[6] Description of a syllabus as a mix between a contract, permanent record, and learning tool can be found here []

[7] I am borrowing the “learner-centered” and “engaging” syllabus from the typology in Ludy et. al. 2016 (see table above). It also amazes me that scholars might think that a good visual design cheapens the “scholarly” integrity of a text. What one might dismiss as “flash,” actually has an integral rhetorical purpose. Research on the impact of syllabus tone can be found in Harnish & Bridges 2011.

[8] Incidentally, I also chose to incorporate these things because I would notice students would rarely ever (maybe never) take notes about these aspects when we discussed them in class. Upon reflection, I felt knowing the hows and whys were central to my class, and while I couldn’t test my students on these aspects, they could at least have an easy way to consult them.

[9] It’s interesting to note that the “engaged” syllabus in Ludy et. al. 2016, p. 11, also adopted a similar approach, using the categories of “diet” and “life-style change.”

[10] See other insights about good visual design here [].

[11] I am only aware of one experimental study that compared a text-rich syllabus to a graphic-rich syllabus, i.e. Ludy et. al. 2016. Here is its principal finding: “Students perceived both types of syllabus positively, yet the engaging syllabus was judged to be more visually appealing and comprehensive. More importantly, it motivated more interest in the class and instructor than the contractual syllabus. Using an engaging syllabus may benefit instructors who seek to gain more favorable initial course perceptions by students.” Ludy et. al. 2016: 1.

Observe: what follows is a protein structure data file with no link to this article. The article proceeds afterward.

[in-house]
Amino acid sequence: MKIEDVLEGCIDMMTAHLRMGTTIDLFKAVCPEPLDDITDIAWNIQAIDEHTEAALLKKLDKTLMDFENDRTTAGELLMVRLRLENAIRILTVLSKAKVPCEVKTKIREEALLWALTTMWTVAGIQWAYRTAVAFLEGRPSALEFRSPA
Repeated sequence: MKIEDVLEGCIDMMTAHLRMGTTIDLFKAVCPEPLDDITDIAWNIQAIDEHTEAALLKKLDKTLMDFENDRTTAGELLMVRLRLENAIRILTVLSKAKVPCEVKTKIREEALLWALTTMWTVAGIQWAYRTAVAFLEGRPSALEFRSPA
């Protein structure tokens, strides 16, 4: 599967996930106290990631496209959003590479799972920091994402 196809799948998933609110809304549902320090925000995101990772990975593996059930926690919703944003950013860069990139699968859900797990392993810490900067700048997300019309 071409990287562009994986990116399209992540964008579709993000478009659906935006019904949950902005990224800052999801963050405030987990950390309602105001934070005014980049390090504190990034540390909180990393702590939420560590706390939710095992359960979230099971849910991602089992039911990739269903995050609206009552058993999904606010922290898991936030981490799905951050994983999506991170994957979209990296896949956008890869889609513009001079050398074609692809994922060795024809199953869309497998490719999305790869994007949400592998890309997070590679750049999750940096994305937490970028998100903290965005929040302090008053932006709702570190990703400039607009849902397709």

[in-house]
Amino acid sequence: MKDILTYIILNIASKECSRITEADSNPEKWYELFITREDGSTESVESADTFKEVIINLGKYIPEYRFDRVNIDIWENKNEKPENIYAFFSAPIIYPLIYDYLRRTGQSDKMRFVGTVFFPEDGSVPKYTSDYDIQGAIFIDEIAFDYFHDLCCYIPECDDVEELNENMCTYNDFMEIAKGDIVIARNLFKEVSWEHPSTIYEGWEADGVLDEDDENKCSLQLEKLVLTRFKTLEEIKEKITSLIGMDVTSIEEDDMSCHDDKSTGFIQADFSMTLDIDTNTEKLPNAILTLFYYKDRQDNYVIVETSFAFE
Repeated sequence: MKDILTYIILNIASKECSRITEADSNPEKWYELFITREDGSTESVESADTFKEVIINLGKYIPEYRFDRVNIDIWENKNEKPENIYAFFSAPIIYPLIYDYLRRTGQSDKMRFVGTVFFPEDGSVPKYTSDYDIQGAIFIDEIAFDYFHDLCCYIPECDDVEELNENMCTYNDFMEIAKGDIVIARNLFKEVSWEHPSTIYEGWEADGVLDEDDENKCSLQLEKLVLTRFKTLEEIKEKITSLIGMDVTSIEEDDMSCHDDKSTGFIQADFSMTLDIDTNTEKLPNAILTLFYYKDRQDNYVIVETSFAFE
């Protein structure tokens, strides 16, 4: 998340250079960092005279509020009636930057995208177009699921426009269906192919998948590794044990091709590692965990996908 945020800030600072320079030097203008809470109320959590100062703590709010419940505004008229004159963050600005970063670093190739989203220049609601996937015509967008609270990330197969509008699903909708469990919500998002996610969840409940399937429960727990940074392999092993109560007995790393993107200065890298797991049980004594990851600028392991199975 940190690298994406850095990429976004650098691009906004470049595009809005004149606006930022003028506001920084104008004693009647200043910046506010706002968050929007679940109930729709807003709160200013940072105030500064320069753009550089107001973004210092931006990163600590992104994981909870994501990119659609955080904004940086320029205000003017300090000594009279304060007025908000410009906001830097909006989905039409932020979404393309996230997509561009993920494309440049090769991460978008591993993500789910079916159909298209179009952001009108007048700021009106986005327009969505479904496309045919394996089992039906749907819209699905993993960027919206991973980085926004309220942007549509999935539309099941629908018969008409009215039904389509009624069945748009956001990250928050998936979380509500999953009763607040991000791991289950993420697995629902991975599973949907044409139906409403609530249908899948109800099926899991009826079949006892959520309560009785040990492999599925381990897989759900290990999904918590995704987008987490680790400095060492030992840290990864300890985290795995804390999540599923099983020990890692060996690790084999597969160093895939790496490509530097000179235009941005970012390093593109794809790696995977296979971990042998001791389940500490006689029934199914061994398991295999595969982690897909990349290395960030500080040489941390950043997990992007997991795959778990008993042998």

• Doolittle, P. E., & Siudzinski, R. A. 2010. “Recommended Syllabus Components: What do Higher Education Faculty Include in their Syllabi?” Journal On Excellence In College Teaching, Vol 21, No. 3, pp. 29-61.
  • Ludy, Mary-Jon; Brackenbury, Tim; Folkins, John Wm; Peet, Susan H.; Langendorfer, Stephen J. & Beining, Kari. 2016. “Student Impressions of Syllabus Design: Engaging Versus Contractual Syllabus,” International Journal for the Scholarship of Teaching and Learning,” Vol. 10, No. 2, Article 6.
  • Harnish, Richard J. & Bridges, K. Robert. 2011. “Effect of Syllabus Tone: Students’ Perceptions of Instructor and Course,” Social Psychology of Education,  Vol. 14, No. 3, pp. 319-330.
  • Perrine, R. M., Lisle, J., & Tucker, D. L. 1995. “Effects of a Syllabus Offer of Help, Student Age, and Class Size on College Students’ Willingness to Seek Support from Faculty.” Journal of Experimental Education, Vol. 64, No. 1, pp. 41-52.
  • Saville, B. K., Zinn, T. E., Brown, A. R., & Marchuk, K. A. 2010. “Syllabus Detail and Students’ Perceptions of Teacher Effectiveness.” Teaching Of Psychology, Vol.37, No. 3, pp. 186-189.
  • Zinn, Tracy E. 2009.” But I Really Tried! Helping Students Link Effort and Performance.” Observer, Vol. 22, No. 8, pp. 27-30.